In 2018 I designed UX Experiments and Features that would grow Atlassian Community to over 3 million monthly users from 1.2 million monthly users.
At the beginning we wanted to shoot for some general quantifiable goals which would keep Atlassian products user retention high and healthy.
Our work would come from an inventory of defined hypotheses which would potentially increase monthly active users and user signups.
From these hypotheses, A/B tests would be designed, tested, and then implemented.
For each experiment, we would create alternates that would be tested through Optimizely. With each test, we would take the winners and implement them into production.
Through this process we would test for elements such as copy, location, interaction, and color. Furthermore, each test would isolate for a minimum of variation in order to get clear results.
We also expanded our testing to account for different degrees of gated content as well.
Each test had it’s own outcomes. If you’d like, check out the following questions and the specific goals and outcomes associated with each question. If not, continue scrolling to see my feature work for Atlassian Community below.
How do we increase signups from an active discussion?
How do we drive signups from a collection of posts about a product?
How do we increase email signups for non-users?
What is the best method of capturing new users from the homepage?
How do we introduce groups to community?
Does gating content lead to more signups?
For each feature on the roadmap we would define the features main problem and document inside of Confluence. Sparring and feedback sessions were common practice so as to quickly iterate through solutions.
Much of our work around the UI involved superflags and the various contexts that they could appear throughout the platform. We wanted to encourage activity but be cautious of getting in the way of certain kinds of visitors.
Superflags are used all over Atlassian Community and can be implemented in a lot of scenarios so we wanted to provide a guideline to make sure we’re sticking to Atlassian design principles as well as keep true to the original intent behind the superflag.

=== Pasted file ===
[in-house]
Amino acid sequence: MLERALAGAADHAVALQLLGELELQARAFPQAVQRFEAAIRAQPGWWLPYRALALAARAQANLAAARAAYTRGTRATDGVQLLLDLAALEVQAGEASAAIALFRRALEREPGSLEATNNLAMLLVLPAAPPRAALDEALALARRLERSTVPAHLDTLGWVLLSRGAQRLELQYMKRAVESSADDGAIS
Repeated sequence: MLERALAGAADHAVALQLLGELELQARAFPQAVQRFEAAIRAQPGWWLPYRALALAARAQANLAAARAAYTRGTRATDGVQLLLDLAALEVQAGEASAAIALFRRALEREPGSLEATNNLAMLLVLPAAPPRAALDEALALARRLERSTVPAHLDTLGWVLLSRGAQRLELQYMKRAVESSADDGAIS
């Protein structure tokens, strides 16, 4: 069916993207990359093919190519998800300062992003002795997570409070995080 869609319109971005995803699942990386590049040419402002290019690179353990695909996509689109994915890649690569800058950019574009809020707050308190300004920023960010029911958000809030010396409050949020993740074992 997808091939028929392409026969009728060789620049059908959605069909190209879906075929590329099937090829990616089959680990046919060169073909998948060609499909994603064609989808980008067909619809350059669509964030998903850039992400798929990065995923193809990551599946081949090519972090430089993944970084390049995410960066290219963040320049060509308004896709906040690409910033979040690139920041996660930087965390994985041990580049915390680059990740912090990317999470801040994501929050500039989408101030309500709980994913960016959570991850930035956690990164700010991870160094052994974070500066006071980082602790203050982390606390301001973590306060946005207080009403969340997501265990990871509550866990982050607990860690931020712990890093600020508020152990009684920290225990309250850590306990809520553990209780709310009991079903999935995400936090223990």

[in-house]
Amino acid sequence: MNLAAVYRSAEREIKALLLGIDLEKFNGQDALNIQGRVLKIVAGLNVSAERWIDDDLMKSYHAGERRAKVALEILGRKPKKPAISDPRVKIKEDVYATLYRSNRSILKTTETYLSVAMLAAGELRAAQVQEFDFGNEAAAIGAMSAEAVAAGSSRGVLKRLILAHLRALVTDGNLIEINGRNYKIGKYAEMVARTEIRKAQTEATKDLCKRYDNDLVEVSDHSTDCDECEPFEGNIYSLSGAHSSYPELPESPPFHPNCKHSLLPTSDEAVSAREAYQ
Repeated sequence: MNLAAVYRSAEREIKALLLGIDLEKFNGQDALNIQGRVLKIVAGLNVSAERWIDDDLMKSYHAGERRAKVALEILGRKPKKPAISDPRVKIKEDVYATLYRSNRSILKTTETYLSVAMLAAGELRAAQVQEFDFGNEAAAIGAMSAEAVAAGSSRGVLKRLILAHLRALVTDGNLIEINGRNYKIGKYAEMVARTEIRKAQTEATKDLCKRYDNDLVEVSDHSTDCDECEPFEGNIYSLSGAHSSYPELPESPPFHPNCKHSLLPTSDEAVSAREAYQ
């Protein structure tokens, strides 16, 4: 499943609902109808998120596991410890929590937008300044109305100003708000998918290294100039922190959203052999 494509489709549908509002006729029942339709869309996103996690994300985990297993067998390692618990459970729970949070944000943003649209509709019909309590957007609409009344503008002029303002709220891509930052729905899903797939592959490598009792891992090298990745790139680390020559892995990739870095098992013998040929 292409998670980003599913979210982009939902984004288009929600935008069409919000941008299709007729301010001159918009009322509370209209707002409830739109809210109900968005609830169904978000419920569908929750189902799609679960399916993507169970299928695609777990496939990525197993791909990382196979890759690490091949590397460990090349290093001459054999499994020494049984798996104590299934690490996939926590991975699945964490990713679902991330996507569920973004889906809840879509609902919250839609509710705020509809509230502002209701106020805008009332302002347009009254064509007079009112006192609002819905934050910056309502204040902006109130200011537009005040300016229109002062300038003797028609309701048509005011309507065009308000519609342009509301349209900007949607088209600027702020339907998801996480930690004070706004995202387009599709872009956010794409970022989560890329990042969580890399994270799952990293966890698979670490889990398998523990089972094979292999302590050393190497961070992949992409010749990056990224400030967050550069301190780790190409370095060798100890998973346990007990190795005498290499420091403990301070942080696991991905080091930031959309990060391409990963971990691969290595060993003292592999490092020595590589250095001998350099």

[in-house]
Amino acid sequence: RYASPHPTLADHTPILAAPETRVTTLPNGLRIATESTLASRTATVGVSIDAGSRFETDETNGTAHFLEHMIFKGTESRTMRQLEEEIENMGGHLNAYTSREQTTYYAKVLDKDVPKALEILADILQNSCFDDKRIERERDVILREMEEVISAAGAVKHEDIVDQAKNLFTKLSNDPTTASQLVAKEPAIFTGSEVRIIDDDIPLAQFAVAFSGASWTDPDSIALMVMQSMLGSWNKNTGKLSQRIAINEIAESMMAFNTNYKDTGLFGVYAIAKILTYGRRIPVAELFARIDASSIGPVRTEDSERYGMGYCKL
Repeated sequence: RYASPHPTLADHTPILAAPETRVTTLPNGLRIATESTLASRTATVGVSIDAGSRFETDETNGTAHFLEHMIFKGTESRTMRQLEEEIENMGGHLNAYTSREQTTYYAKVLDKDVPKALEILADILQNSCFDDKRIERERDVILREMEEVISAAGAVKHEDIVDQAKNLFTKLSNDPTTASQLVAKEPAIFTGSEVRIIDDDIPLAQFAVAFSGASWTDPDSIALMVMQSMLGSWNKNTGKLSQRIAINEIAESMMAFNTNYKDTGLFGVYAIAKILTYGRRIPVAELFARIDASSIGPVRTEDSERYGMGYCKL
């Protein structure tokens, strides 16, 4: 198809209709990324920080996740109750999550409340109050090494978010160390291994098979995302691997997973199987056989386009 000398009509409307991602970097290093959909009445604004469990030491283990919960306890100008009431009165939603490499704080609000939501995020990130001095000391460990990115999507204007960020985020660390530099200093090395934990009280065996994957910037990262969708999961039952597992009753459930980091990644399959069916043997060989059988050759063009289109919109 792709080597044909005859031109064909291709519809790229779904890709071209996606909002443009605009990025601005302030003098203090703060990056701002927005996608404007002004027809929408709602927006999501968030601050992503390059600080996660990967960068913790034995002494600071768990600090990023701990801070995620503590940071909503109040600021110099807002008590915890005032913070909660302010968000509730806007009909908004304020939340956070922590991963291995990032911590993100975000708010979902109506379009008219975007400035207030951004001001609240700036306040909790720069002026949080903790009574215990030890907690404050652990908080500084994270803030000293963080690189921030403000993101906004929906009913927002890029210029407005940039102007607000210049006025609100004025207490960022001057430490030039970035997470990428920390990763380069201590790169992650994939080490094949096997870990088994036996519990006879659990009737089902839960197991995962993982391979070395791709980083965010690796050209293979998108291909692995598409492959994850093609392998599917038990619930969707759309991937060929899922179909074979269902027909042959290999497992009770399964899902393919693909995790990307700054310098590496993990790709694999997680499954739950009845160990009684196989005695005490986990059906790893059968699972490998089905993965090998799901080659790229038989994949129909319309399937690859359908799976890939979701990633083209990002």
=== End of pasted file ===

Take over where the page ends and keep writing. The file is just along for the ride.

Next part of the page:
My second largest project on Community was working on Groups & Group Events and creating a set of landing pages that solves the problem of providing Atlassian users with the most relevant event and group information.
Additionally, we wanted to make components out of this ‘card’ and implement it throughout different areas on the site so that we can create pathways to get users to these pages.
Apart from solving Community user problems, internally we were routinely adding new components that would fit into the larger Atlassian ecosystem.
ATLASSIAN ENHANCED PROFILE
My last project at Atlassian was creating a profile view that could gather more data inputs, which are relevant to our userbase. Since a lot of users tend to be skilled in agile methodology and highly specialized software positions, we emphasized Industry Type, Accepted Solutions, and Atlassian Products. This gathers the most critical data points while setting up for the full-featured profile.
Without a doubt the Community Team succeeded in increasing the monthly active users and we overshot our original goal by a significant margin. This has helped contribute to incredible amounts of growth for Atlassian and Atlassian products since these numbers are directly correlated to customer satisfaction and user retention (community.atlassian.com metrics courtesy of Semrush).